Defence Forces operate drones but they are unarmed, Minister tells Dáil

Unmanned vehicles gather information for Defence Forces and no other State agency

Ireland’s drones  were “an information-gathering asset which have no offensive capability”, said Minister for Defence Alan Shatter.

Ireland’s drones were “an information-gathering asset which have no offensive capability”, said Minister for Defence Alan Shatter.

 

Ireland’s Defence Forces have operated unmanned aerial vehicles (UAV) or drones since 2007, but Minister for Defence Alan Shatter said they are unarmed. He told the Dáil the drones were “an information-gathering asset which have no offensive capability”.

Four drones have been purchased since 2007 at a total cost of €3.35 million.

Independent John Halligan noted that one disappeared in Africa in 2008 after a technical error. Mr Shatter said the drones were deployed as part of the EU-mission to Chad and the Central African Republic in 2008, but they have not been used in overseas missions since April 2010. The Minister told the Waterford TD: “No further UAV is missing.”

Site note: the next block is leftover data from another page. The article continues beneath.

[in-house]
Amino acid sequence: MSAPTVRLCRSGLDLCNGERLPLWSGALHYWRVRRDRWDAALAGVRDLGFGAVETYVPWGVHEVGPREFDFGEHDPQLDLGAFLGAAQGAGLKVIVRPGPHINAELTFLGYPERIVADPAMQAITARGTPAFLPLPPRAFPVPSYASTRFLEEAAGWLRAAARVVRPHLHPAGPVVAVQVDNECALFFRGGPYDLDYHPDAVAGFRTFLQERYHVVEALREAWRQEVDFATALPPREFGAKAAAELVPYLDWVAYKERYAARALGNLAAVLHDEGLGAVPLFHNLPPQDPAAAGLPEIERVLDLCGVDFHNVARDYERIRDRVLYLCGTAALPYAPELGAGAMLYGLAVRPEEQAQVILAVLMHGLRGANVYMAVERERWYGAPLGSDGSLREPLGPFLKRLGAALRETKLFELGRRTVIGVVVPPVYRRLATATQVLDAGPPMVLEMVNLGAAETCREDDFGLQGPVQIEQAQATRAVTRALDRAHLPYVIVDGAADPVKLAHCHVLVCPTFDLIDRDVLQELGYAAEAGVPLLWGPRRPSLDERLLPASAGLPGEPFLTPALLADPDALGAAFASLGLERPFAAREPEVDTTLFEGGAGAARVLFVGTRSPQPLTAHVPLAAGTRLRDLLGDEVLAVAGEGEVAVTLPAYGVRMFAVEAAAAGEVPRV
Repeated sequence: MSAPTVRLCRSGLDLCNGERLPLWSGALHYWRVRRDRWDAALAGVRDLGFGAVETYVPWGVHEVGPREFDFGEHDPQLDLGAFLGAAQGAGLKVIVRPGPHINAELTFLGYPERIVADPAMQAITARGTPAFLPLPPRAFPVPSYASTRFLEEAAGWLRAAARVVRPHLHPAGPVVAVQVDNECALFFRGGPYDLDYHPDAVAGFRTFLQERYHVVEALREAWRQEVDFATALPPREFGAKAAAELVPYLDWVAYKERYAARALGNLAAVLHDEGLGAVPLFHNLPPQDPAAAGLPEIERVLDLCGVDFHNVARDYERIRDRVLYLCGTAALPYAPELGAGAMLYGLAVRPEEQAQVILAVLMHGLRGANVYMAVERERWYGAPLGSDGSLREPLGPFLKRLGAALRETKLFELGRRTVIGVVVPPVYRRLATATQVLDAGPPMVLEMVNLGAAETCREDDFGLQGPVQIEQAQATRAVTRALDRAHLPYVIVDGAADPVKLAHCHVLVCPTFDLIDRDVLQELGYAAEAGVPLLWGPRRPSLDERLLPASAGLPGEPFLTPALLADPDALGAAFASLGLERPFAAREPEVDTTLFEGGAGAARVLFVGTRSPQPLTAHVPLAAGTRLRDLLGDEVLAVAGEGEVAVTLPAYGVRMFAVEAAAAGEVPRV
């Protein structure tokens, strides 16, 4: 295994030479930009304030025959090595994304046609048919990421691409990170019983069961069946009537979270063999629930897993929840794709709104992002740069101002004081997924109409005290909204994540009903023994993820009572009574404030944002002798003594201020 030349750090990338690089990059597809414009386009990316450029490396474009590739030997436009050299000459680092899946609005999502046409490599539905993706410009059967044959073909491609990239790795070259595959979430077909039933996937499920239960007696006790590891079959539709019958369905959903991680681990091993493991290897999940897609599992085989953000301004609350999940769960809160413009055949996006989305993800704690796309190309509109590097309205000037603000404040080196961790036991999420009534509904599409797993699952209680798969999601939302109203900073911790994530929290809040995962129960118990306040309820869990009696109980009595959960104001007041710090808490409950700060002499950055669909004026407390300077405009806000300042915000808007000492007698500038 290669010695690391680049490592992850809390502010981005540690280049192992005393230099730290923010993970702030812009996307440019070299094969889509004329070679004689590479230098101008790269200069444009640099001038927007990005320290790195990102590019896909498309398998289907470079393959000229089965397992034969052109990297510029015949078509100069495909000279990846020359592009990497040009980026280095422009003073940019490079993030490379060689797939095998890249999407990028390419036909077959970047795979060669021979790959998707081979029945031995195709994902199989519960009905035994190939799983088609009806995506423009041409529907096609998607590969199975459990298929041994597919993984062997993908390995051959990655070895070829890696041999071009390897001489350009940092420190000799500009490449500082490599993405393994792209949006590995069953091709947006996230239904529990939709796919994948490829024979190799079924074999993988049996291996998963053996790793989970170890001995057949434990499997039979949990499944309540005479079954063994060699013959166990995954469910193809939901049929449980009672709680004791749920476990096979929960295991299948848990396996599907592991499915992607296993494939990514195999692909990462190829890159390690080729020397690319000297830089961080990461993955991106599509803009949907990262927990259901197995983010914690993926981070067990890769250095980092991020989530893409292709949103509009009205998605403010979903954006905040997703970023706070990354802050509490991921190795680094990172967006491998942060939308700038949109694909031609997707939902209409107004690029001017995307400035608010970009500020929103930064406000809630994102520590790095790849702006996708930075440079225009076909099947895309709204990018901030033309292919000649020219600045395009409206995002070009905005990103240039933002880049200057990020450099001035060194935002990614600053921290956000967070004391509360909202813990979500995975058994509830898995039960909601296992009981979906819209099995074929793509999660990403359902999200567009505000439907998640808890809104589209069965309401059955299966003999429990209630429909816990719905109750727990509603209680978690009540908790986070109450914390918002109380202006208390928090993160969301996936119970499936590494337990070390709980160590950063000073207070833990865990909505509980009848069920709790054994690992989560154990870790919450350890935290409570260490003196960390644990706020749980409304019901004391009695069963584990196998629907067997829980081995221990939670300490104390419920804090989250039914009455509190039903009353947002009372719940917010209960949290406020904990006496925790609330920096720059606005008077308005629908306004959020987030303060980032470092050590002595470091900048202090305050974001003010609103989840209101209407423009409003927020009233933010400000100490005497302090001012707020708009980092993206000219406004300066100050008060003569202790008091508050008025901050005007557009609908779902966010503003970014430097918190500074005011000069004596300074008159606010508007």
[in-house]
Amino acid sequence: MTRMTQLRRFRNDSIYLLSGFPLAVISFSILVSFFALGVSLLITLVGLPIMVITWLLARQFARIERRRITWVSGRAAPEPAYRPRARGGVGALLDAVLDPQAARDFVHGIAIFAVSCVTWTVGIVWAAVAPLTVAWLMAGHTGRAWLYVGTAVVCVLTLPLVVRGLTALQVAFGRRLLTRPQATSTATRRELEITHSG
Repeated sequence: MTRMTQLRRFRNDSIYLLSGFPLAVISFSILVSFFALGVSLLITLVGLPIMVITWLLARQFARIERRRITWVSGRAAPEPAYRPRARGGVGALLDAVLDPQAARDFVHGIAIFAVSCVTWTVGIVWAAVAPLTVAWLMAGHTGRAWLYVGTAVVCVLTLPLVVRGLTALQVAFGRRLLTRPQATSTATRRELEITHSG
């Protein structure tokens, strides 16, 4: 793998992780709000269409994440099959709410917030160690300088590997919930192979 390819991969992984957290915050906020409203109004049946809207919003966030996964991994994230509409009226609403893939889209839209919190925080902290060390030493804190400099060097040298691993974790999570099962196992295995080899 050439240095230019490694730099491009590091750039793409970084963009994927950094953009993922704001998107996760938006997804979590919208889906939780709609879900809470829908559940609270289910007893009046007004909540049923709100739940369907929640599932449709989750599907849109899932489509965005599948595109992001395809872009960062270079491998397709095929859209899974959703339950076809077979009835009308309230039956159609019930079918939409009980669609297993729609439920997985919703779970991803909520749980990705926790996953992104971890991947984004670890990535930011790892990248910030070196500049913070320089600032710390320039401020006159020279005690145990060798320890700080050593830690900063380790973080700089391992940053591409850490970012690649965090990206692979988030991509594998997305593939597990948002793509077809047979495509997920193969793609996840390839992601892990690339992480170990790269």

The Minister said following a tendering process an Israeli company, Aeronautics Defence Systems Ltd, had won the contract for two portable mini-unmanned drones. Two years later two more were purchased.

Mr Halligan expressed concern the EU was creating its own version of the US National Security Agency, when its new military body indicated it planned to operate spy drones, surveillance satellites and aircraft. Mr Shatter said he was “not aware of any EU agency which is seeking as an EU agency on its own to acquire military equipment of any nature or seeking, as an EU agency, to acquire, purchase and use large numbers of drones”.